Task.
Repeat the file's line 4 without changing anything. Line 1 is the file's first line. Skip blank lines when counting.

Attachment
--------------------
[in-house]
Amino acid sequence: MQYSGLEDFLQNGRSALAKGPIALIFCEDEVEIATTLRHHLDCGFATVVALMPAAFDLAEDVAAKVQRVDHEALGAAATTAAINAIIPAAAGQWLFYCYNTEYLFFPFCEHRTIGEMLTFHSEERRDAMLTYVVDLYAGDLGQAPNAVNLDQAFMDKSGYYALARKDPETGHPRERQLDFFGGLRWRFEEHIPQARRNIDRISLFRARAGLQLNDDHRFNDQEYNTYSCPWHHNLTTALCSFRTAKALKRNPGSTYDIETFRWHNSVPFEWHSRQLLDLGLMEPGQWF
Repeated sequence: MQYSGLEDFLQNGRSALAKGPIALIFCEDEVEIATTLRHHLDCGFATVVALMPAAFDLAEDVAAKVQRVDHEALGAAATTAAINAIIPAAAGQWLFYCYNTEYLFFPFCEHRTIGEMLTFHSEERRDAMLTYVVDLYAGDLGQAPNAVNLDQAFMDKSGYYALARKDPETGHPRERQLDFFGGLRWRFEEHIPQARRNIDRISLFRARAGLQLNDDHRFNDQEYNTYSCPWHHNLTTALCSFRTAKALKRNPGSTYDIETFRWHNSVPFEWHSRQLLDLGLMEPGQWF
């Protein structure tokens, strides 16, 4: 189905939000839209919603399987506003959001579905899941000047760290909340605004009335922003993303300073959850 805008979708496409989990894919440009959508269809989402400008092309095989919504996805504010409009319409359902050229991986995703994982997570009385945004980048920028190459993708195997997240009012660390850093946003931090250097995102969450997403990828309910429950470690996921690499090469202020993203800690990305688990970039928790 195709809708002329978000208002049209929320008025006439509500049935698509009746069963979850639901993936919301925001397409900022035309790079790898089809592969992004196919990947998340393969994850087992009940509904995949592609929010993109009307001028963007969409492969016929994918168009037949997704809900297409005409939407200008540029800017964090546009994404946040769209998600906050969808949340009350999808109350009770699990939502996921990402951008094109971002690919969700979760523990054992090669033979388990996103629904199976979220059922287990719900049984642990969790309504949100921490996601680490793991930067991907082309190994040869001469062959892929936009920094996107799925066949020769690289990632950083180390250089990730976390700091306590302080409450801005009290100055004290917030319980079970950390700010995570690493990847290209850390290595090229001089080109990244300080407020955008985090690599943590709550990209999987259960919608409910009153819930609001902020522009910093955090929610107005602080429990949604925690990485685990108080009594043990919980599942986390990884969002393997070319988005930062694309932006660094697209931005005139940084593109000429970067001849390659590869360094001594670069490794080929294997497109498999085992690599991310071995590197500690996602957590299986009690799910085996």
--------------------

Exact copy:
């Protein structure tokens, strides 16, 4: 189905939000839209919603399987506003959001579905899941000047760290909340605004009335922003993303300073959850 805008979708496409989990894919440009959508269809989402400008092309095989919504996805504010409009319409359902050229991986995703994982997570009385945004980048920028190459993708195997997240009012660390850093946003931090250097995102969450997403990828309910429950470690996921690499090469202020993203800690990305688990970039928790 195709809708002329978000208002049209929320008025006439509500049935698509009746069963979850639901993936919301925001397409900022035309790079790898089809592969992004196919990947998340393969994850087992009940509904995949592609929010993109009307001028963007969409492969016929994918168009037949997704809900297409005409939407200008540029800017964090546009994404946040769209998600906050969808949340009350999808109350009770699990939502996921990402951008094109971002690919969700979760523990054992090669033979388990996103629904199976979220059922287990719900049984642990969790309504949100921490996601680490793991930067991907082309190994040869001469062959892929936009920094996107799925066949020769690289990632950083180390250089990730976390700091306590302080409450801005009290100055004290917030319980079970950390700010995570690493990847290209850390290595090229001089080109990244300080407020955008985090690599943590709550990209999987259960919608409910009153819930609001902020522009910093955090929610107005602080429990949604925690990485685990108080009594043990919980599942986390990884969002393997070319988005930062694309932006660094697209931005005139940084593109000429970067001849390659590869360094001594670069490794080929294997497109498999085992690599991310071995590197500690996602957590299986009690799910085996």